• Hi Carol, it is a bit surprising they don’t cover this war in the English history syllabus. Queen Victoria die while this war was on-going. She sent the first chocolate gifts ever to the UK troops for Christmas 1899 which was during this war. I mention this in my book. I am delighted it interests you.

      Liked by 3 people

      • CarolCooks2 says:

        I thought it was me but just had a quick google and it looks like maybe it was skipped over. It sounds like some think there should be a rethink on what the syllabus should contain rather than a generic over view ..Yes it interests me very much, Robbie…

        Liked by 3 people

  10. I had no idea the extent of the devastation and, if the photograph of Lizzie is any indication, the depravity of the Boer War. Why wasn’t this taught in any of the history courses I took?

    Liked by 3 people

  11. Poor Lizzie and the many children like her. I never realised this had gone on.

    Liked by 1 person

  12. franklparker says:

    I definitely want this book. I dropped history before it’s chronological syllabus (in the 1950s) reached the Victorian period. I knew that there was ‘a Boer War’ (not realising there were actually two!) And I had heard about the concentration camps. I had no idea what the issues were other than British colonists versus Dutch colonists. When I lived there, briefly, in the 1970s (in Durban) I became aware of the different attitudes of citizens who were descendants of British and Afrikaaner settlers. At that time the Afrikaaner descendants were in the majority in government and the NGK seemed to have a powefull influence over the culture, both wrt general morality and race relations. My impression was that those of British origin (the majority in Natal) were more liberal in their attitudes than were the Afrikaaners. I wish now that I had delved more into the history – although I might have got into deep water had I done so!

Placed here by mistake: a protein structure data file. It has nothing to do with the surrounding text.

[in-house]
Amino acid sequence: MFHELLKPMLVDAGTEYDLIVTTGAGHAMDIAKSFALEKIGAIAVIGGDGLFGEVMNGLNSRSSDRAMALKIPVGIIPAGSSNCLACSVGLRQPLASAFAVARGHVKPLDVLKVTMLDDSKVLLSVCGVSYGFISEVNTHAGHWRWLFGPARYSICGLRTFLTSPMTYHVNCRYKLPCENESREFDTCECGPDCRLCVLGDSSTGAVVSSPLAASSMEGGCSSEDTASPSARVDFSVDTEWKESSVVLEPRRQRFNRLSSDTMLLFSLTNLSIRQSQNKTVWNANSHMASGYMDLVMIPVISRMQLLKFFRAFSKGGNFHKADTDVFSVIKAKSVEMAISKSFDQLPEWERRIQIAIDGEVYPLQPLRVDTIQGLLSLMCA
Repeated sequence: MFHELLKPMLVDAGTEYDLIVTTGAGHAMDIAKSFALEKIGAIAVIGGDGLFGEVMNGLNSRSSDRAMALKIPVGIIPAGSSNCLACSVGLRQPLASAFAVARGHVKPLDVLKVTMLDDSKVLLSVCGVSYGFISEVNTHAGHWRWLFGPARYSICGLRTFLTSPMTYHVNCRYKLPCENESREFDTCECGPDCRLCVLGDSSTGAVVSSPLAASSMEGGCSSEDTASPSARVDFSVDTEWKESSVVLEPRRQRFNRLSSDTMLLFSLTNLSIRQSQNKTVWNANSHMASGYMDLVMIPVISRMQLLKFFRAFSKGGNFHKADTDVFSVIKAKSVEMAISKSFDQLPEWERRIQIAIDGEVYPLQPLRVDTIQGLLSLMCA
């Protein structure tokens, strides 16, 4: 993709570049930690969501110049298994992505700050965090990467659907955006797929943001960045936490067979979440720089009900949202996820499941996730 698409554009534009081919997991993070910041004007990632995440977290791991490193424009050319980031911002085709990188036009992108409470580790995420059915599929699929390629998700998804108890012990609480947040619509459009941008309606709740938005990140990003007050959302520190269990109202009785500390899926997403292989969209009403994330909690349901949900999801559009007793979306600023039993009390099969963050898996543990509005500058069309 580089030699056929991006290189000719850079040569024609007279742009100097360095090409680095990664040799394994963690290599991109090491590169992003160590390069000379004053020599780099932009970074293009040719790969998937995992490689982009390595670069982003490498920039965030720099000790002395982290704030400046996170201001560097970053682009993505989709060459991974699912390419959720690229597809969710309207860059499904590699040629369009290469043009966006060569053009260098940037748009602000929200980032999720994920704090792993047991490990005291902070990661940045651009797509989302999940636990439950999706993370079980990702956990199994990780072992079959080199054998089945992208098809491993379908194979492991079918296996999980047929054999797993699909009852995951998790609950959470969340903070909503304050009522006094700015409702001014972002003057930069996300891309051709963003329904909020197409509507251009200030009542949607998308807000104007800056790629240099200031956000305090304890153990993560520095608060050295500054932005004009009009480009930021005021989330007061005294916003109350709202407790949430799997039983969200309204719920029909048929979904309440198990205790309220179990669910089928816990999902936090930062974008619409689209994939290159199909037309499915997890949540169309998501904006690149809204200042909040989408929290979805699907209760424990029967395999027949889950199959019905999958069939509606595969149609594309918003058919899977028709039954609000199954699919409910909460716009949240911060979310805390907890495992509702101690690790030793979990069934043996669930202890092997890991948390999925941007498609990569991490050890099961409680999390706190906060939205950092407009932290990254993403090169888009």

Liked by 3 people

    • Hi Frank, I have lived in SA most of my life and, when I did the research for this book, which was extensive, I learned a lot that I didn’t know about relationships between the different people, white and black, and how the wars and colonialism influenced what happened here is SA. It is fascinating. Happy to send you an ARC copy in due course. It is still with the editor and will only be ready for publication in October.

      Liked by 1 person

  13. tidalscribe says:

    I did know about the concentration camps, but that is still something that is not mentioned very often, that we invented them. How many people know much about the Boer Wars, it seems incredible to us now to contemplate taking control of a whole continent.

    Liked by 2 people

    • Yes, times change. I am listening to a book that starts in Ireland during the famine. So absolutely awful, Janet. So much bad stuff that happened in the past. I hope the future will be better but I’m not sure, especially now with Covid bringing so much economic havoc and poverty.

      Liked by 1 person

  14. […] my post entitled Second Anglo Boer War propaganda Poetry – the Boer side of things, I gave a brief overview of the circumstances that led to the Boers declaring war on the British […]

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  15. […] my post entitled Second Anglo Boer War propaganda Poetry – the Boer side of things, I gave a brief overview of the circumstances that led to the Boers declaring war on the […]